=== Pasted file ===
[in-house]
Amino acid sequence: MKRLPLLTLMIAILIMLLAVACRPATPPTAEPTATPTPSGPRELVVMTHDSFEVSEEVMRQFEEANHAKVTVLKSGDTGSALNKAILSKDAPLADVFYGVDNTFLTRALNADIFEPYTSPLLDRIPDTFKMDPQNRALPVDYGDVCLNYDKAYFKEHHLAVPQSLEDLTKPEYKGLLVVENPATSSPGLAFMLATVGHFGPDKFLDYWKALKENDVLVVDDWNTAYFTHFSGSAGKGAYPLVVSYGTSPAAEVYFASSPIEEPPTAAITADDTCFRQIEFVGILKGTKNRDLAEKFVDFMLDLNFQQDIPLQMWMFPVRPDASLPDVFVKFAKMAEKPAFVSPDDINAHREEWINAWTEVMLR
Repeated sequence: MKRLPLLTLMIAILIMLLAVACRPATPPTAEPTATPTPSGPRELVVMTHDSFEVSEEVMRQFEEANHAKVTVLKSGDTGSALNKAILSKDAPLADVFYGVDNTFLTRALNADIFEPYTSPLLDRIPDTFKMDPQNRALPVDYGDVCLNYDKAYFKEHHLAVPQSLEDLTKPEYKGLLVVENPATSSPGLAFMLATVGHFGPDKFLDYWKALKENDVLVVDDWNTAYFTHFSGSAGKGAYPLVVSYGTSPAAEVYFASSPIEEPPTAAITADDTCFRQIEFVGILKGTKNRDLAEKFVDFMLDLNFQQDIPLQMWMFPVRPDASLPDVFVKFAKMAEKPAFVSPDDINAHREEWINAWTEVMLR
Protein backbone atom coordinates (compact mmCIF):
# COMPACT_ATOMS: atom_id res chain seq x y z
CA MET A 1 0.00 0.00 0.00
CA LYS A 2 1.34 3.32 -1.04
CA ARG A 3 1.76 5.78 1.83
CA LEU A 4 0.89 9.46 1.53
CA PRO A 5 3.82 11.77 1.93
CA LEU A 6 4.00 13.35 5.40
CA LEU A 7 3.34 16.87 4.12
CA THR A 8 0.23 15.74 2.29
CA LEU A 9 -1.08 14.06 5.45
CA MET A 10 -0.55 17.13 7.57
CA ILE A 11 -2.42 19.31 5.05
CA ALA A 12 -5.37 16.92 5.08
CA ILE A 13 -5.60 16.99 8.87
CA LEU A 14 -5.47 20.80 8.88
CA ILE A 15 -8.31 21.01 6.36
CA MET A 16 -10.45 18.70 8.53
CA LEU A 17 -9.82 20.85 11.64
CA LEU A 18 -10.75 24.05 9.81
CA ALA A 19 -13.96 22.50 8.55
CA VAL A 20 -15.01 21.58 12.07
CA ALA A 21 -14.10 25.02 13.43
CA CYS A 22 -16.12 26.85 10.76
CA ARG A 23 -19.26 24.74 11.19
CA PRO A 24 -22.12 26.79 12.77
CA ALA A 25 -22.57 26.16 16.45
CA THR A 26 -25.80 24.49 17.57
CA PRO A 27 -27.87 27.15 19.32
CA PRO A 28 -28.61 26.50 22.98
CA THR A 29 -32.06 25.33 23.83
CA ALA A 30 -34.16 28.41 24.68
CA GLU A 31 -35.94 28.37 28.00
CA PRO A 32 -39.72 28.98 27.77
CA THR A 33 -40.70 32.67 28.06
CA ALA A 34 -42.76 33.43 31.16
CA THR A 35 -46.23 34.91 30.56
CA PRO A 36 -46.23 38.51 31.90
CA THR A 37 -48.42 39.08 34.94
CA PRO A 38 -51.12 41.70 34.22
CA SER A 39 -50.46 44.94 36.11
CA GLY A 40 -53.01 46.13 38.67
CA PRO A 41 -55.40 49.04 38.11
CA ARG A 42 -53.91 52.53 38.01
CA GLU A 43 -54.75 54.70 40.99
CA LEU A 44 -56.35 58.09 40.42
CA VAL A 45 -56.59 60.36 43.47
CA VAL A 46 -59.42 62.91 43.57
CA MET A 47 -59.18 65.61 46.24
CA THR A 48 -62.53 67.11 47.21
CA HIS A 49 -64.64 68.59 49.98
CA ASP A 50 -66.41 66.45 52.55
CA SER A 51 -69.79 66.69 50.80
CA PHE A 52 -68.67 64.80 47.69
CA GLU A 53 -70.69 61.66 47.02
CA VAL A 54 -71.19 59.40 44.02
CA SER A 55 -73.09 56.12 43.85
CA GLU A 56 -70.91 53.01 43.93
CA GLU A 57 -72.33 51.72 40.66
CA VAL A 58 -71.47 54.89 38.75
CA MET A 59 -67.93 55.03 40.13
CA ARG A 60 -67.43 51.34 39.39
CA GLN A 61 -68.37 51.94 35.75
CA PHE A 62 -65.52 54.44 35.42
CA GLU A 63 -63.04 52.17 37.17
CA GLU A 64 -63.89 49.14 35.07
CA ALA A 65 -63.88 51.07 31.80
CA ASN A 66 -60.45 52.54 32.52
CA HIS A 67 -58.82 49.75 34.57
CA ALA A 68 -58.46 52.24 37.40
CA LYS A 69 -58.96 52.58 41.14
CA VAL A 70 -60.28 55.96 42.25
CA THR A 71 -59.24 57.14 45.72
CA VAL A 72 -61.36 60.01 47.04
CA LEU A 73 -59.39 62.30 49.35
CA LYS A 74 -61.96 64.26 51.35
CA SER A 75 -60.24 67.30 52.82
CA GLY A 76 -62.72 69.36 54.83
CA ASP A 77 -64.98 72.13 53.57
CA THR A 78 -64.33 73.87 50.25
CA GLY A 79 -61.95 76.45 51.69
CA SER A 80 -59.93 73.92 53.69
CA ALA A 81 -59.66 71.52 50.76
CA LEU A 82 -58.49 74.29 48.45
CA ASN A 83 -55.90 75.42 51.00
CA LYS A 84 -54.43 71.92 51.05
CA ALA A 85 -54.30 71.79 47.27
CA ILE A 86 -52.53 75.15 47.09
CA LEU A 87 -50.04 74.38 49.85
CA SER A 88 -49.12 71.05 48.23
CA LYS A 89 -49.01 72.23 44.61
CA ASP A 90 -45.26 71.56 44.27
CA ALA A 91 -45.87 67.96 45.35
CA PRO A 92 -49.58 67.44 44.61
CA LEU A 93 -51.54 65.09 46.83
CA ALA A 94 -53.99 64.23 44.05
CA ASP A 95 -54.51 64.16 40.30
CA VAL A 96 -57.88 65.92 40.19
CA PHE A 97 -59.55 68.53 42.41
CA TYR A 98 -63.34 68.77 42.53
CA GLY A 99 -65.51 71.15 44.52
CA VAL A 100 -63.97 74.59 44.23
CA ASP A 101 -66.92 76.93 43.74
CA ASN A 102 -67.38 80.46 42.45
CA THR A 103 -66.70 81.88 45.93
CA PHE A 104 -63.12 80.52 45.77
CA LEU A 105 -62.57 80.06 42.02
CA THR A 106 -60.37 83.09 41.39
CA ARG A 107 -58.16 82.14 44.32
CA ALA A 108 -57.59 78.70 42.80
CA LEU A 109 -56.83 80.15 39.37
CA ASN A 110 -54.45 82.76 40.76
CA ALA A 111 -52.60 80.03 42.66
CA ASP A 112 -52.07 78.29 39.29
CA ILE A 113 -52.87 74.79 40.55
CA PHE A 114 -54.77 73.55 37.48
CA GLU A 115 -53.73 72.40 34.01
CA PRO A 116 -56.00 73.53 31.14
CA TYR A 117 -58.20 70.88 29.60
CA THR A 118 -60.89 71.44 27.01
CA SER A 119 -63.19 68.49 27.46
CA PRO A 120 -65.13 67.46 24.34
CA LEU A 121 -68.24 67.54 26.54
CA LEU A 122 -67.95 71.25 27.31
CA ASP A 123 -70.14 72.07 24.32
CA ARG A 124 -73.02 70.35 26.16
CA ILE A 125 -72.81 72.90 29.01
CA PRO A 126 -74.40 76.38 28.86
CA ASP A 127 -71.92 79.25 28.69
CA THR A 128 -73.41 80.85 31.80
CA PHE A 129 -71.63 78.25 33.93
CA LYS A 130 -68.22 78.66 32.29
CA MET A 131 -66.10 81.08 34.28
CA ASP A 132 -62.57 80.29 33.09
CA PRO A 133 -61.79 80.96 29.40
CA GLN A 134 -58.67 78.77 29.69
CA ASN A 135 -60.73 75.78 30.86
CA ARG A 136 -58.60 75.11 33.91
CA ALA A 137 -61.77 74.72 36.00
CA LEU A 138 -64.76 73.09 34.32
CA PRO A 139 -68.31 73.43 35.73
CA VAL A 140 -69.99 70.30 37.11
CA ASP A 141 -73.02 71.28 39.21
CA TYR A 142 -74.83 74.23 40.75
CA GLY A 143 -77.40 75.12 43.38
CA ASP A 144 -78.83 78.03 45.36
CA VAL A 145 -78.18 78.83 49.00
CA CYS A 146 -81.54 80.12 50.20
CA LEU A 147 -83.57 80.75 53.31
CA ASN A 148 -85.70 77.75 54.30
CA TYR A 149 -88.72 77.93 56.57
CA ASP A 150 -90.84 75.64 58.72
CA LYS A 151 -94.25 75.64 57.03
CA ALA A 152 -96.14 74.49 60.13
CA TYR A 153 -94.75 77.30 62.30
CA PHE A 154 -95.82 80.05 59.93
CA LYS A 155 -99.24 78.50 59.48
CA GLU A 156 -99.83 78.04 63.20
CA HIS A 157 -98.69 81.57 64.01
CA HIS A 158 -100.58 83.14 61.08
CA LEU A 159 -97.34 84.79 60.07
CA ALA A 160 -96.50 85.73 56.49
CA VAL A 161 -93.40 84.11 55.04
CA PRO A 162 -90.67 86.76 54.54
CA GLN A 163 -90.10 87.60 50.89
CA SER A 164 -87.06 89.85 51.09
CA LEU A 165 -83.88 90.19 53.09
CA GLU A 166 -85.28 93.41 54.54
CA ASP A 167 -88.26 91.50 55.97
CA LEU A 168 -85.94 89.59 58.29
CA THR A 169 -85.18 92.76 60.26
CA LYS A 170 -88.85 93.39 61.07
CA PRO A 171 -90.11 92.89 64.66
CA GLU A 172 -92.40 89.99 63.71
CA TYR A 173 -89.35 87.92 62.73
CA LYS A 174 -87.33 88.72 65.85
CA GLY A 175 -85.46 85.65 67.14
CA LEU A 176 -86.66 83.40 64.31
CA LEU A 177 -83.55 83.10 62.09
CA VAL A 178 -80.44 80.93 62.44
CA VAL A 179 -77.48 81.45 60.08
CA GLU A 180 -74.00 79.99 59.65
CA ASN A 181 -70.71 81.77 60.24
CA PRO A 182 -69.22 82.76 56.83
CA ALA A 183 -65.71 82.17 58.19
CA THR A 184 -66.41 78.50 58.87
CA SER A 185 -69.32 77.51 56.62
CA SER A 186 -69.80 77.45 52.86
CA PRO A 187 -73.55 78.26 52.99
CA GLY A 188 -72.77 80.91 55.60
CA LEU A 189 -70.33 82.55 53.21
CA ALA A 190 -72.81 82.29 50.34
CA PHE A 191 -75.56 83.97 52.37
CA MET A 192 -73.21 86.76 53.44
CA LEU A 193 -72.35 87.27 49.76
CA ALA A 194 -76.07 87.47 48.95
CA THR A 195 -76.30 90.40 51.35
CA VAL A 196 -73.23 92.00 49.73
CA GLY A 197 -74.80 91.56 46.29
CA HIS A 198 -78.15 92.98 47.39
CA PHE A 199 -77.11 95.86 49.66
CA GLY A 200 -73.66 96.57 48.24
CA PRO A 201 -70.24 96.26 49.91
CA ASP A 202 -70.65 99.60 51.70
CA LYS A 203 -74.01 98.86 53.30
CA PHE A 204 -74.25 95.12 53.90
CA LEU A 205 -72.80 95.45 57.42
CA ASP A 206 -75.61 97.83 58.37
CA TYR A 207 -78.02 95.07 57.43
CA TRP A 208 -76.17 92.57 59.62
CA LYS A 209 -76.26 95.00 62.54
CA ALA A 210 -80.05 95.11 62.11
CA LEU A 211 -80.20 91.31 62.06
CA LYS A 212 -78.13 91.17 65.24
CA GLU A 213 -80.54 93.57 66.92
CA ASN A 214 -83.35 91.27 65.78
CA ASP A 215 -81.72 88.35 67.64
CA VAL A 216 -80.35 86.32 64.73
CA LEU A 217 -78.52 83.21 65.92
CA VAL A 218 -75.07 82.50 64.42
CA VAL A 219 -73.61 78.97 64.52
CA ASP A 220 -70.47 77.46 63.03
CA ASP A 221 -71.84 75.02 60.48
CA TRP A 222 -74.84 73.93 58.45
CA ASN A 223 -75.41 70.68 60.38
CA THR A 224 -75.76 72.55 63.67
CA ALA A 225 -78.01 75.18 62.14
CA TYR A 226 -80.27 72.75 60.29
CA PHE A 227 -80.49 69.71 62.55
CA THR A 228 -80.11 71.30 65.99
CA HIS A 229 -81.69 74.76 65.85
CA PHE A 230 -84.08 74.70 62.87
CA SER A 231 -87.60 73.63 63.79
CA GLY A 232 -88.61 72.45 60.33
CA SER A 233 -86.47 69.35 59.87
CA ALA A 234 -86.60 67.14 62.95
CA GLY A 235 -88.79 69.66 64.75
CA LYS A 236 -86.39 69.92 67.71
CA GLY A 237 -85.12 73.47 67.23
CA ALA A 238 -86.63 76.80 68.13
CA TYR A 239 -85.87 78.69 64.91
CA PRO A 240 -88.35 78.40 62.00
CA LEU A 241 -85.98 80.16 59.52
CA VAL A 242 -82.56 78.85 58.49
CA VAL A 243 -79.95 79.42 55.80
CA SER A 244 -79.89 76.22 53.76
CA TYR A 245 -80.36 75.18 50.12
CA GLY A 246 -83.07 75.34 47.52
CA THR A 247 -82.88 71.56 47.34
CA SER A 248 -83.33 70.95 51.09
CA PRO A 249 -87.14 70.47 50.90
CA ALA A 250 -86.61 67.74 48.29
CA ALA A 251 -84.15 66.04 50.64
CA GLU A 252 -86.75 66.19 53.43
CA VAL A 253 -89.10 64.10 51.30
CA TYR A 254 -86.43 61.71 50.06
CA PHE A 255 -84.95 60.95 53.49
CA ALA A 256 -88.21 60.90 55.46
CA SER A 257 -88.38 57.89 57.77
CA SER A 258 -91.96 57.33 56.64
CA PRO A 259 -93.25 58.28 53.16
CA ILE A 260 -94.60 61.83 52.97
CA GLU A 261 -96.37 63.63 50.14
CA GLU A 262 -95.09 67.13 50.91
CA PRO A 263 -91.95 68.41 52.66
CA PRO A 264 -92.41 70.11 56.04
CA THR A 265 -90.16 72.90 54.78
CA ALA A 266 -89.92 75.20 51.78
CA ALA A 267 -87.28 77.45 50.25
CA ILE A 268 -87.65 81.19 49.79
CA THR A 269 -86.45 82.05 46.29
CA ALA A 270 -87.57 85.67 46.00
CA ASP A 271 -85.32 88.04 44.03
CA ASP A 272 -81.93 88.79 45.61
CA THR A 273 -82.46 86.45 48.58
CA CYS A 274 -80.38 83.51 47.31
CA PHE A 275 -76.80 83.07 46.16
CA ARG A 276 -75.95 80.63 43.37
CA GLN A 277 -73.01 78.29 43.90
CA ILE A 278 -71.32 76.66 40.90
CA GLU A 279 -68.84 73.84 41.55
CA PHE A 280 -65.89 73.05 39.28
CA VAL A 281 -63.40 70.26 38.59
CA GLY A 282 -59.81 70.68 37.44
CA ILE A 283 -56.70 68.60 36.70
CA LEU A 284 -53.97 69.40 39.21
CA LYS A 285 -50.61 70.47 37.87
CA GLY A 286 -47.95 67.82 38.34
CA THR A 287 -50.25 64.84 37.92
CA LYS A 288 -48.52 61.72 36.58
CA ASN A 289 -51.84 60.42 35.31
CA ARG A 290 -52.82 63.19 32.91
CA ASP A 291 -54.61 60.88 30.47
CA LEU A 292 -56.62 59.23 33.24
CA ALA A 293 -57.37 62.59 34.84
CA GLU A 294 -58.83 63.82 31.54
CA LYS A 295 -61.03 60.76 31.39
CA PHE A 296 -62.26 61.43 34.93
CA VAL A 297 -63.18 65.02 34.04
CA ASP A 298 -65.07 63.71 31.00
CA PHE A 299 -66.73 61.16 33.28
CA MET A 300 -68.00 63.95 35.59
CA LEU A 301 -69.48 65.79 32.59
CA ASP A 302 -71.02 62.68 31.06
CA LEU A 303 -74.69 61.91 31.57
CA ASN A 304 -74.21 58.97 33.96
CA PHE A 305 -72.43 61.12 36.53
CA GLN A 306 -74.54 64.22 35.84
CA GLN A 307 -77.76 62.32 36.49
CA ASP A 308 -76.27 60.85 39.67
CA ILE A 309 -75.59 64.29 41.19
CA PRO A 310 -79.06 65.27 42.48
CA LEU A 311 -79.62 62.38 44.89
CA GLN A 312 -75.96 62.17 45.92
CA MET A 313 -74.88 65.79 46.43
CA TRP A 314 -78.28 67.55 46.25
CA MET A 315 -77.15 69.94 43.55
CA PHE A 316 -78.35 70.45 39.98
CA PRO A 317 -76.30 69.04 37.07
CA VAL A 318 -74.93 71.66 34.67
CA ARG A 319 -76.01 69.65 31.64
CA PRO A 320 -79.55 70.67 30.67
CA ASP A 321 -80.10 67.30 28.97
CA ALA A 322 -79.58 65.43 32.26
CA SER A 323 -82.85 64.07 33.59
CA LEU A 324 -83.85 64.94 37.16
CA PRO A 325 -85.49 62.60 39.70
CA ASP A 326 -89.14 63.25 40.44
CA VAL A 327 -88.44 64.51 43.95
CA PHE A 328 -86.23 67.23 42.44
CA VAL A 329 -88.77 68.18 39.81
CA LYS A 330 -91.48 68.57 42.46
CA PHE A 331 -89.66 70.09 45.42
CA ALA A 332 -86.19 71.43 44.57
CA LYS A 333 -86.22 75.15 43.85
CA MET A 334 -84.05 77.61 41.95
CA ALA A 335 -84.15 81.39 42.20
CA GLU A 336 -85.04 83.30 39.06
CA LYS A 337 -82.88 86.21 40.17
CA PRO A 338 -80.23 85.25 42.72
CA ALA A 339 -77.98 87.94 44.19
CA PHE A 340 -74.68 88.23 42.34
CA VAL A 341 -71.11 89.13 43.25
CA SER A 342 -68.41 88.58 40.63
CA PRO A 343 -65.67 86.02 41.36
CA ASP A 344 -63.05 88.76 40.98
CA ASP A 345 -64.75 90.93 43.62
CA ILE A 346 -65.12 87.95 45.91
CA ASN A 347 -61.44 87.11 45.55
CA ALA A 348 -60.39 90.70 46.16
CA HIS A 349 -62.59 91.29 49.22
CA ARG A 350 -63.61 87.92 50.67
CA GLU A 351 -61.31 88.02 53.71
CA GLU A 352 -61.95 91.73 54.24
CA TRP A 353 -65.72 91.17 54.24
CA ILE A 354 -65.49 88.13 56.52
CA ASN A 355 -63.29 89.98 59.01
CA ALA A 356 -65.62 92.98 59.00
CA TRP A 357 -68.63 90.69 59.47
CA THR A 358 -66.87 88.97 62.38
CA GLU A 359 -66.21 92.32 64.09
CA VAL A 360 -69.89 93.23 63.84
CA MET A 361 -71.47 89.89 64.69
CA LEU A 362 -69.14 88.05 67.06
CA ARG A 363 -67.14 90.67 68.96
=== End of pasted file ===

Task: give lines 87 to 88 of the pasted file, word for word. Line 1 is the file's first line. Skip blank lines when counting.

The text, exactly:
CA LEU A 82 -58.49 74.29 48.45
CA ASN A 83 -55.90 75.42 51.00